Lawsuit over monuments spawns defamation battle

By Peter Vieth
BridgeTower Media Newswires
RICHMOND, VA — The fight over the future of Charlottesville’s Confederate monuments led to the violent “Unite the Right” rally two years ago. Now, the same dispute has given rise to a First Amendment battle over a magazine article about supporters of the historic statues.

A lawsuit filed by a retired Charlottesville investment advisor has sparked a legal battle over free speech, “SLAPP” suits and the limits of defamation law.

Edward Dickinson Tayloe II contends he has been subject to undeserved scorn and humiliation because he was portrayed as a racist living in the city of Charlottesville.

A weekly paper quoted an activist speaking of Tayloe’s ancestors: “For generations this family has been roiling the lives of black people, and this is what [plaintiff Tayloe] chooses to pursue.”

“Plaintiff Tayloe has condemned racism for his entire life, and does so now,” Tayloe said in a $1.35 million lawsuit filed in May. But the defendants say his suit should be cast aside as an effort to stifle public discussion of race relations, among other defenses.

In March, the Charlottesville magazine C-Ville Weekly profiled the group that sued to block the city from moving statues commemorating Gen. Robert E. Lee and Gen. Thomas “Stonewall” Jackson.

The front page of the paper depicted Confederate soldiers protecting the Lee statue. The headline: “LAST STAND” was followed by the deck: “The plaintiffs defending Charlottesville’s Confederate monuments.”

Tayloe was first featured. “Tayloe, 76, comes from a First Family of Virginia that was one of the largest slave-owning dynasties in Virginia,” the article said, before recounting incidents of the family’s history.

The article described Tayloe as a portfolio manager and past president of the Lee-Jackson Foundation, which supported preservation of the statues. He was a Vietnam War veteran with a special interest in preservation of war memorials, the article continued.

The writer, C-Ville news editor Lisa Provence, quoted activist and University of Virginia professor Jalane Schmidt to conclude her portrait of Tayloe: “For generations this family has been roiling the lives of black people, and this is what [plaintiff Tayloe] chooses to pursue.”

Tayloe sued in May naming magazine owner C-Ville Holdings LLC, author Provence and Schmidt, the quoted activist. Tayloe’s lawyer, Thomas E. Albro of Charlottesville, is experienced in defamation law. In 2000, representing a judge, he forced a newspaper to pay $500,000 to settle after the paper quoted a disappointed litigant who accused the judge of taking a bribe.

Albro filed Tayloe’s lawsuit in Albemarle Circuit Court, saying the defendants regularly conduct substantial business activity in the county.

He said the C-Ville article contained inferences, implications and insinuations that Tayloe is a racist, that he joined the statue litigation to antagonize people of color and that he intends to “roil the lives of black people.”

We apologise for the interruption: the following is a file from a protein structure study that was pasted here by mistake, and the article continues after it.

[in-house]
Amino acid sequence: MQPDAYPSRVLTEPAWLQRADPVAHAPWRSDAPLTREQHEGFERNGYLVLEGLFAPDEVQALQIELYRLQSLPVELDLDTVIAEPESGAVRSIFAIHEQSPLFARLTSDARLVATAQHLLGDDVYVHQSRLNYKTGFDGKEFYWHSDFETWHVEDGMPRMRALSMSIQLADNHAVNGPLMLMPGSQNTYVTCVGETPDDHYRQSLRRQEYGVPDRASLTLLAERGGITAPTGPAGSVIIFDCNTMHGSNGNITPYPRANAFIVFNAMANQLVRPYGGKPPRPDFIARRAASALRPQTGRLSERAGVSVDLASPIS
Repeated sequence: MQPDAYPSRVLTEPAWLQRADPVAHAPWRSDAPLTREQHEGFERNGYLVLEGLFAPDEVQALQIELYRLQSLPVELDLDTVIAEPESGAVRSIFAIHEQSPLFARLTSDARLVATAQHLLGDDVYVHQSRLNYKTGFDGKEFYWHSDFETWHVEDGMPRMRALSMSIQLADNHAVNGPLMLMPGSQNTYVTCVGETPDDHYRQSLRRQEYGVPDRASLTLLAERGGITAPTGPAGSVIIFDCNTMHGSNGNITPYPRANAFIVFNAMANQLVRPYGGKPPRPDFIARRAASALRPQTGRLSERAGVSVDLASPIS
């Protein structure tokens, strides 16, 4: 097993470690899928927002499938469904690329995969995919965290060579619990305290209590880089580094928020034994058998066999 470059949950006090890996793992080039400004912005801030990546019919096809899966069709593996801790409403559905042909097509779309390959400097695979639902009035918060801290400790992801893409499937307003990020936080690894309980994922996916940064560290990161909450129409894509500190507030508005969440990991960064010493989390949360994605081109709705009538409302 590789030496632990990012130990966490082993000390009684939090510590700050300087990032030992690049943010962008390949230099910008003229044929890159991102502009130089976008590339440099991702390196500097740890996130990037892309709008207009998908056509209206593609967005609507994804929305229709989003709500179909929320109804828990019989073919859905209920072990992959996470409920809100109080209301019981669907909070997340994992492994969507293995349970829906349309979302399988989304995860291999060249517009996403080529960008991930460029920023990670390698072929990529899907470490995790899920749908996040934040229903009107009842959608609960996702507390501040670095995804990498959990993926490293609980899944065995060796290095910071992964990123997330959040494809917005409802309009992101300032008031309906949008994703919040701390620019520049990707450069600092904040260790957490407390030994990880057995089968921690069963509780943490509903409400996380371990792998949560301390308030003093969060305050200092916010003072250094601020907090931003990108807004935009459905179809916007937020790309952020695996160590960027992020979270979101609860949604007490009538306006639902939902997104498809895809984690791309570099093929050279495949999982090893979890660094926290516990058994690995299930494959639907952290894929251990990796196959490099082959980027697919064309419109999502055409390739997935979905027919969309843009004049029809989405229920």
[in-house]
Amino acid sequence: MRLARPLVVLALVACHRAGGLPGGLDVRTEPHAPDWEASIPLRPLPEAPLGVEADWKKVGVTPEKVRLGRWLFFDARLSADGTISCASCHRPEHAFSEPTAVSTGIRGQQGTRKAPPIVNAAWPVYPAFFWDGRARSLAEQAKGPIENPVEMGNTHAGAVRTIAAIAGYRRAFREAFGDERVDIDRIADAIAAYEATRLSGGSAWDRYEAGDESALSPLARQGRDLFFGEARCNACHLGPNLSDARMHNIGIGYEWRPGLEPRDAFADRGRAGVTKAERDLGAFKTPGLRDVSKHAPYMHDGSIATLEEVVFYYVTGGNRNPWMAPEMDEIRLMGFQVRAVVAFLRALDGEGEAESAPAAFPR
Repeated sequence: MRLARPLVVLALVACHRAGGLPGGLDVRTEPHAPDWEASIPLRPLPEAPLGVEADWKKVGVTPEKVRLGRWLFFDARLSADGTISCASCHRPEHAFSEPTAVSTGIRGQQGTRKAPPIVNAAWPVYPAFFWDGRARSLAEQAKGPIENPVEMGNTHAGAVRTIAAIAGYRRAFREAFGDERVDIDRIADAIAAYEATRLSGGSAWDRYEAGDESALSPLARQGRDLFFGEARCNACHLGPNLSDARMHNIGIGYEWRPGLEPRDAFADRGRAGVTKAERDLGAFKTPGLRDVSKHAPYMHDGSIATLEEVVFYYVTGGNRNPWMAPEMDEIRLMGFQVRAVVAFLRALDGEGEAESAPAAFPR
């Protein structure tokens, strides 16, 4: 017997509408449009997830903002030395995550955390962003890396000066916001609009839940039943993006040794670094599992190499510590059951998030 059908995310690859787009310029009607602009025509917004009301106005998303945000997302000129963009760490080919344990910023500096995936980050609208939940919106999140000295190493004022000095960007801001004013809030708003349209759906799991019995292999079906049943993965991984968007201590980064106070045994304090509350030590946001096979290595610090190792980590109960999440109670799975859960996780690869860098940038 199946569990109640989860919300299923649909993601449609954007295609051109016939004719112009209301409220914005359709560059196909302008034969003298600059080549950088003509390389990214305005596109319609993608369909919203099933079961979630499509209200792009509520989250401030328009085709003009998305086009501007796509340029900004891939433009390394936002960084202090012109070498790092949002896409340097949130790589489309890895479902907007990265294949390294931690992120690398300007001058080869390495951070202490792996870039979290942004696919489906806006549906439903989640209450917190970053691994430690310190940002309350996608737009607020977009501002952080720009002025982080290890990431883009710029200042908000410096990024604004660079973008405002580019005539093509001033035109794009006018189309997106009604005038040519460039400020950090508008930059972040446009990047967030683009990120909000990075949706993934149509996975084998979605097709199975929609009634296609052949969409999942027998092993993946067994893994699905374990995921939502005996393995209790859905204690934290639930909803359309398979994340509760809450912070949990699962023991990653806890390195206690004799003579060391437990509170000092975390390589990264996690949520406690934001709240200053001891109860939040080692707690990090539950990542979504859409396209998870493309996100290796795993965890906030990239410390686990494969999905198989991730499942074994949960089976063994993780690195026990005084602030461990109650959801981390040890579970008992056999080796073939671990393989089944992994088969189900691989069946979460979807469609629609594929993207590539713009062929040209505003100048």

Tayloe denied those implications and said he joined the statue litigation to see the “undisturbed continuation of war memorials” and because he demands that his elected representatives obey the rule of law.

“Plaintiff Tayloe has condemned racism for his entire life, and does so now. Plaintiff Tayloe is not a racist and any claim, suggestion, or implication that he is would be false and defamatory in its entirety,” his lawsuit said.

The suit seeks $1 million in compensatory damages and $350,000 for punitive damages.

The defendants seem ready to do battle. The magazine owner and writer Provence are represented by veteran media lawyer Jay Ward Brown of Washington.

Schmidt is represented by lawyers with the ACLU of Virginia and civil rights attorney Deborah C. Wyatt of Charlottesville.

The defendants filed demurrers based primarily on 1st Amendment defenses but also invoked Virginia’s fledgling anti-SLAPP statute protecting speech on matters of public concern.

The magazine and its reporter say that the defamatory implications cited in the lawsuit were never actually conveyed or intended, that the passages cited were not actually about Tayloe and that the article was mere opinion that cannot support a libel lawsuit.

Use of the phrase “roiling the lives of black people” is “the kind of ‘rhetorical hyperbole’ or loose language not capable of being proved true or false, that is non-actionable opinion,” Brown wrote in a brief.

Moreover, “Tayloe’s lawsuit is the archetype of the kind of harassing litigation that prompted the Virginia Legislature in 2017 to enact a special immunity statute protecting speech on matters of public concern,” the media defendants said.

Schmidt’s brief also cited Va. Code § 8.01-223.2. The lawsuit “represents a scornful attempt by the Plaintiff to strip a local community member and activist of her voice, stifling her ability to speak about matters of public concern,” wrote ACLU lawyer Eden B. Heilman of Richmond.

Albro has not yet filed a response to the demurrers and no hearing is scheduled.


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